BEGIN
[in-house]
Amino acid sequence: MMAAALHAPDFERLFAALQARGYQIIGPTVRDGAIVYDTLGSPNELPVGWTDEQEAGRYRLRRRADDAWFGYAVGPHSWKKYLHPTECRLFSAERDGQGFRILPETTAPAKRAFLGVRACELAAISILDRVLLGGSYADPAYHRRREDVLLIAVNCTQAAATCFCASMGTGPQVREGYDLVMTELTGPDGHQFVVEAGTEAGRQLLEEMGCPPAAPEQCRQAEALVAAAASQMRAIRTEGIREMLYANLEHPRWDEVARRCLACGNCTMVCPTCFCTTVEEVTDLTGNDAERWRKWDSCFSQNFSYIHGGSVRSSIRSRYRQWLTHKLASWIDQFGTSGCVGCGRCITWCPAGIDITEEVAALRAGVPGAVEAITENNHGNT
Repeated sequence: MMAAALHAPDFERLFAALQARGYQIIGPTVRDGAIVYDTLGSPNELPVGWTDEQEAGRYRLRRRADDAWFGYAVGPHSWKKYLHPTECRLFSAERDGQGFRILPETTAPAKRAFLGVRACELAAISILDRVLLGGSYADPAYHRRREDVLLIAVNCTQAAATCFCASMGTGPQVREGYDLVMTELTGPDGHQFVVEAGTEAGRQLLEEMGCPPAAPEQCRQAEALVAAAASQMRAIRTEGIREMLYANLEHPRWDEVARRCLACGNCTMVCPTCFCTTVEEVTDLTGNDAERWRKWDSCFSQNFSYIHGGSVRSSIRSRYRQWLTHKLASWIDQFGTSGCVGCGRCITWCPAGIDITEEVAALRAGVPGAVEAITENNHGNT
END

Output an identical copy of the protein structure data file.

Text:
[in-house]
Amino acid sequence: MMAAALHAPDFERLFAALQARGYQIIGPTVRDGAIVYDTLGSPNELPVGWTDEQEAGRYRLRRRADDAWFGYAVGPHSWKKYLHPTECRLFSAERDGQGFRILPETTAPAKRAFLGVRACELAAISILDRVLLGGSYADPAYHRRREDVLLIAVNCTQAAATCFCASMGTGPQVREGYDLVMTELTGPDGHQFVVEAGTEAGRQLLEEMGCPPAAPEQCRQAEALVAAAASQMRAIRTEGIREMLYANLEHPRWDEVARRCLACGNCTMVCPTCFCTTVEEVTDLTGNDAERWRKWDSCFSQNFSYIHGGSVRSSIRSRYRQWLTHKLASWIDQFGTSGCVGCGRCITWCPAGIDITEEVAALRAGVPGAVEAITENNHGNT
Repeated sequence: MMAAALHAPDFERLFAALQARGYQIIGPTVRDGAIVYDTLGSPNELPVGWTDEQEAGRYRLRRRADDAWFGYAVGPHSWKKYLHPTECRLFSAERDGQGFRILPETTAPAKRAFLGVRACELAAISILDRVLLGGSYADPAYHRRREDVLLIAVNCTQAAATCFCASMGTGPQVREGYDLVMTELTGPDGHQFVVEAGTEAGRQLLEEMGCPPAAPEQCRQAEALVAAAASQMRAIRTEGIREMLYANLEHPRWDEVARRCLACGNCTMVCPTCFCTTVEEVTDLTGNDAERWRKWDSCFSQNFSYIHGGSVRSSIRSRYRQWLTHKLASWIDQFGTSGCVGCGRCITWCPAGIDITEEVAALRAGVPGAVEAITENNHGNT